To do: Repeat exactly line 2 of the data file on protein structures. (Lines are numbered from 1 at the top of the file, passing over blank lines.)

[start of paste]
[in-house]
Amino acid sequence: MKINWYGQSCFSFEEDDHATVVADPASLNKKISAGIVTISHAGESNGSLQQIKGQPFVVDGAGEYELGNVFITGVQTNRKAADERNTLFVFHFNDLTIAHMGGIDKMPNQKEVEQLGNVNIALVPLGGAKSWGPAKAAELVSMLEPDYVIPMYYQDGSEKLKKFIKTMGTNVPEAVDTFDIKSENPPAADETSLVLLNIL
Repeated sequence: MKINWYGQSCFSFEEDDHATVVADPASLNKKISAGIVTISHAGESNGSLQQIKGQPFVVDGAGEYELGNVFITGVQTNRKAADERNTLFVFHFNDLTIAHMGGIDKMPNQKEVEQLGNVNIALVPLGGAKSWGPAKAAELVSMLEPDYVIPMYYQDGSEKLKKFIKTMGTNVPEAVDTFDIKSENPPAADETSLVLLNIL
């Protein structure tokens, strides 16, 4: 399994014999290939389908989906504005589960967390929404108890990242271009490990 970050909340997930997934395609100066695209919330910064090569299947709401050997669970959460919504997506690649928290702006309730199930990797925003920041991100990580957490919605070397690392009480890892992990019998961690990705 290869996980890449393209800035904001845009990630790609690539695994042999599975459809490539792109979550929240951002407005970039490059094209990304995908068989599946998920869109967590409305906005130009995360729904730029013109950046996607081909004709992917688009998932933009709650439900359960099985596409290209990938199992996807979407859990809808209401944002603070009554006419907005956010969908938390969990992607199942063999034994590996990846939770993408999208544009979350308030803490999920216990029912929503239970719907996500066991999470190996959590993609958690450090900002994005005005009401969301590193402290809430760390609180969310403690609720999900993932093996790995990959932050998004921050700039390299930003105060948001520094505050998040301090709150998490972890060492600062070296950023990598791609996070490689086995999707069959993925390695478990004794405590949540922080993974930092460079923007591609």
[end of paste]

Amino acid sequence: MKINWYGQSCFSFEEDDHATVVADPASLNKKISAGIVTISHAGESNGSLQQIKGQPFVVDGAGEYELGNVFITGVQTNRKAADERNTLFVFHFNDLTIAHMGGIDKMPNQKEVEQLGNVNIALVPLGGAKSWGPAKAAELVSMLEPDYVIPMYYQDGSEKLKKFIKTMGTNVPEAVDTFDIKSENPPAADETSLVLLNIL